Playing in gloves

Lock me in

Till the milk man comes

Till they empty the bins

Till the trains leave home

Lock me in

Till the lorries have been

Till the windows are clean

And the rubbish is burnt

And it sleeps on it’s own

And it kisses it’s love

And the stars in the sky

And the moon up above

And the gasworks wall
And the old canal

It dreams a dream
Of a Dirty Old Town.

My Uncle

January 16, 2011

My uncle is not a four wheel drive

with leather seats and brand new chase.

My uncle is not the glossy cover of

Hello, Time Out or Heat.
My uncle is not
a metrosexual pair of skinny jeans

and not, most definitely

a potential applicant for Dancing on Ice

even though
he is more limber

than a big cat

that has become adept

at roller skating. My uncle

built his own bike so he could cycle

23 miles to work,
there and back, every day –
up at 6, back at 7.30

My uncle got himself a law degree

and handled his own divorce

My uncle got himself a history degree

so he could understand

the way our relatives were moved

eating grass on trains in Germany.
My uncle has a degree in philosophy

and is philosophical about the state of

class structure and what can you do

about the selfish gene. My uncle

is the kindest man I’ve ever met

but despite his warmth

has also in the past

been colder than a bailiff’s greeting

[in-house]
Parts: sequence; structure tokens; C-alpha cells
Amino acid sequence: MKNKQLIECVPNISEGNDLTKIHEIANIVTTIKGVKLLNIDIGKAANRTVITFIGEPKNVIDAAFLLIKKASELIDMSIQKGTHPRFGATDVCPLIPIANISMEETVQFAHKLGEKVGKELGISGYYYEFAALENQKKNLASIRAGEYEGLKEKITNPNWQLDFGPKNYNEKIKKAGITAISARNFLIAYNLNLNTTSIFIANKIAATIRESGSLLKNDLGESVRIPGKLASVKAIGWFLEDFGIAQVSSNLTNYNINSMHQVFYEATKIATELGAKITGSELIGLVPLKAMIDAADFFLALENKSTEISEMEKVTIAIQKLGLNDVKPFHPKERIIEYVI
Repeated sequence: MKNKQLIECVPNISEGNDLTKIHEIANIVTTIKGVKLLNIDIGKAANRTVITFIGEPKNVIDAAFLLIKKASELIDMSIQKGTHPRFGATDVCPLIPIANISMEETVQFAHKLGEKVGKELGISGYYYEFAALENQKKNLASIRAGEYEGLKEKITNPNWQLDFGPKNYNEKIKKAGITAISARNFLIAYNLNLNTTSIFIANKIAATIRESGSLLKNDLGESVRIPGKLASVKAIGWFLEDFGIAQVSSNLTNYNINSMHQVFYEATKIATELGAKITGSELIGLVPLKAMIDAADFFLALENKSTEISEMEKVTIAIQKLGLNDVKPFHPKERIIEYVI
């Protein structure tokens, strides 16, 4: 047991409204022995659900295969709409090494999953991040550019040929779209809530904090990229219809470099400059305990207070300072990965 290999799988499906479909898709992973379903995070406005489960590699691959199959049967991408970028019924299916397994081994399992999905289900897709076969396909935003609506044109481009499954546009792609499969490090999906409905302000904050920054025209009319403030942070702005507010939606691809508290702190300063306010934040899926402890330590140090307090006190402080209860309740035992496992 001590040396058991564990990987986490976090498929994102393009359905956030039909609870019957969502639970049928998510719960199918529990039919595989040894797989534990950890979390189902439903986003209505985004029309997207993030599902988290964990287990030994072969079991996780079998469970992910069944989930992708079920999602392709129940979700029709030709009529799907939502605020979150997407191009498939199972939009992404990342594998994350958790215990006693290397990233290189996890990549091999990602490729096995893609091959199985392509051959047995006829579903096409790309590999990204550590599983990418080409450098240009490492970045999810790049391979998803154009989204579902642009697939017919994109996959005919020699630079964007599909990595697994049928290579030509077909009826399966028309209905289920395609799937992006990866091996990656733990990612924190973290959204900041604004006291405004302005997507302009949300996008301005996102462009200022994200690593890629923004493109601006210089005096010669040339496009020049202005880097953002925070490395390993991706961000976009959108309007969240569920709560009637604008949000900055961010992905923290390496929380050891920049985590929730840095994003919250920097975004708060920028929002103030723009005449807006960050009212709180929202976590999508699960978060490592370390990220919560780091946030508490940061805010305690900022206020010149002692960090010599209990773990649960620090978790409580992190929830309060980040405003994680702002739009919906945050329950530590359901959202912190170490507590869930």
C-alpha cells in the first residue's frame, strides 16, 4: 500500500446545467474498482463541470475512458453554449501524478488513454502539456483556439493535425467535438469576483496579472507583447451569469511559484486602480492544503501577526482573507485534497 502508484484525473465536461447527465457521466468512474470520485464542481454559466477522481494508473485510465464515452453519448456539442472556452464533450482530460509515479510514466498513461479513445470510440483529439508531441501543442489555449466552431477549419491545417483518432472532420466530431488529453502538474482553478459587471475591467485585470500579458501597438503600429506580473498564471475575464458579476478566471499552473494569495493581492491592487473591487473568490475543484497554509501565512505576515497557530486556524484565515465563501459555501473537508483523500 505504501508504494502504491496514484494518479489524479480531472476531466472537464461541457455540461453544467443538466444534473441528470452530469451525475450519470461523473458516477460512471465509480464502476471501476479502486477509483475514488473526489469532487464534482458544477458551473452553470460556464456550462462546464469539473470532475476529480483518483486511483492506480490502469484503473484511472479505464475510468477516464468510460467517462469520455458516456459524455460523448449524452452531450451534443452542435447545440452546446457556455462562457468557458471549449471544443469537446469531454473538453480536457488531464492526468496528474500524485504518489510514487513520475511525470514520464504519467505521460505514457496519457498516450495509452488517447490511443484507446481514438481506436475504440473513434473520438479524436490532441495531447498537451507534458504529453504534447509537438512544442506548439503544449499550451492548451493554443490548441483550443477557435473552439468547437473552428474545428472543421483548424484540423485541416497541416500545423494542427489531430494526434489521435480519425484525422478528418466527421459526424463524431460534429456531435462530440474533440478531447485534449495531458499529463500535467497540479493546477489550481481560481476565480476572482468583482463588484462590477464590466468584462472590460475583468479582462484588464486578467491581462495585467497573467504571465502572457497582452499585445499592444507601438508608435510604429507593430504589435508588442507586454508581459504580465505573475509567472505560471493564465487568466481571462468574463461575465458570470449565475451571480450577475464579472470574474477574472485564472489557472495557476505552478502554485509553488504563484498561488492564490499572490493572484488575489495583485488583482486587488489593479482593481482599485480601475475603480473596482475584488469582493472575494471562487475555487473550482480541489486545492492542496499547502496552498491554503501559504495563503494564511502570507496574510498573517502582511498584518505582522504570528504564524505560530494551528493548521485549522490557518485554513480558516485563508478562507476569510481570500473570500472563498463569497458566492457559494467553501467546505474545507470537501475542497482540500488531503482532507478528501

My uncle is not an empty hand or

turned away body

My uncle is half Hungarian

and speaks it fluently

My uncle has a lover from Nigeria 

who he has seen clandestinely

for more than 15 years

and my uncle meditates

quietly in conservatories

cross legged on floors

his own in Kilburn

my parents’, in their bungalow

I watched him at Christmas

when he wasn’t looking
slippers by the camp bed
glasses by the window.

My uncle, lends money

to friends and relatives

and never makes a fuss

My uncle was raised by Carmelite nuns

and to this day is scathing

about their kind of Catholicism. Listen

you’ve got to understand

that 2 plus 2 is 4

and 36 x 110 is 3960
but this does not equal

all of the books in my uncle’s library

in which he works, quietly

diligently, as head librarian

and he has probably read

every single one

My uncle is not a copy of the

Times Literary Supplement

but he digests it, carefully

every month

My uncle can make an intelligent remark

about the state of British Art

or neo-liberalism

or anything -
I’ve got to tell you:

my uncle fed his dying dog chicken

that he boiled each day

on the stove in his kitchen

even though he was and is a vegetarian

but once, when my cousin was 12

didn’t talk to her or her mum for 2 weeks

just because they’d had an argument

even though my cousin cried

and her mother begged him


My uncle is not unscathed

or perfected in the art

of always doing the right thing

My uncle is the kindest man I’ve ever met

but if you saw him in the street

you wouldn’t know him.